Updated July 5, 2023
Difference Between Public Company vs Private Company
In public company vs. private company, a public company can trade its shares publicly, while a privately owned business cannot. It means a private company cannot issue its stock, whereas a public company can raise funds from the general public by issuing securities.
A company is an association of people who desire to engage in certain business activities while maintaining a legal presence. A company can exist in various ways, including Statutory Companies, Single Person Companies, Companies Limited by shares, a company limited by guarantee, Public Limited Companies, and Private Limited Companies.
Furthermore, company formation type completely depends on the liability of members, the number of members, and the incorporation mode. The most well-known of these types are Private and Public companies. While these two types of businesses operate differently, the fundamental principles of running a successful business apply to both.
What is a Private Company?
For a private company, the shares are privately held and traded among a select group of investors. Privately held businesses do not have stock or owners. The main distinction is that fewer people own and sell fewer shares. Typically, venture capitalists or other investors provide capital to private companies. It is, thus, an excellent investment for those looking for high-risk, high-reward opportunities.
To raise additional funds for growth, private companies can go public through an initial public offering (IPO). The company can decide to go public to gain access to additional capital through public investment, allowing them to expand its market reach and grow its business.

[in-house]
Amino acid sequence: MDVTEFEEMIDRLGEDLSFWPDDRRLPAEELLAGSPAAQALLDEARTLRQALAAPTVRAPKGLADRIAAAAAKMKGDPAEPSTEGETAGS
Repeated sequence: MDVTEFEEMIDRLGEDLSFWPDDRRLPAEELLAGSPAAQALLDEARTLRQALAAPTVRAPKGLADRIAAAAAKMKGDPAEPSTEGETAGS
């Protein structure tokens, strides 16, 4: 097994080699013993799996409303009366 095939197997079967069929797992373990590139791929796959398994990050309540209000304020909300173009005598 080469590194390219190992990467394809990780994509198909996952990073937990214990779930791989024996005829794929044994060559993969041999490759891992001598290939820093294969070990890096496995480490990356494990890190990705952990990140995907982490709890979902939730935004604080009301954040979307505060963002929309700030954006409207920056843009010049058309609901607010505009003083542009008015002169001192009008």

What is a Public Company?
A public company can sell its registered securities to the general public after an initial public offering (IPO). After the IPO, the organization becomes a publicly-traded company, and the general public can trade its shares on public stock exchanges. The U.S. Securities and Exchange Commission (SEC) requires companies with more than $10 million in assets and 500 subscribers to register with them and follow all reporting regulations.
Shareholders, board members, and executives are all part of the shared ownership structure of public organizations. If required, a private equity firm can assist in converting a public company into a privately held company.
Types of Public and Private Companies
The following are examples of public and private companies:
1. Listed Public Companies: These companies are publicly traded and have their shares listed on a stock exchange.
Examples: Apple, Microsoft, and Amazon.
2. Unlisted Public Companies: These companies are publicly owned, with shares not traded on a stock exchange.
Examples: Tata Sons in India and Cargill in the United States.
1. Family-Owned Businesses: Members of the same family own and run these businesses.
Examples: Walmart and Ford Motor Company.
2. Non-profit Organizations: Organizations found to support a social or environmental cause that does not have shareholders.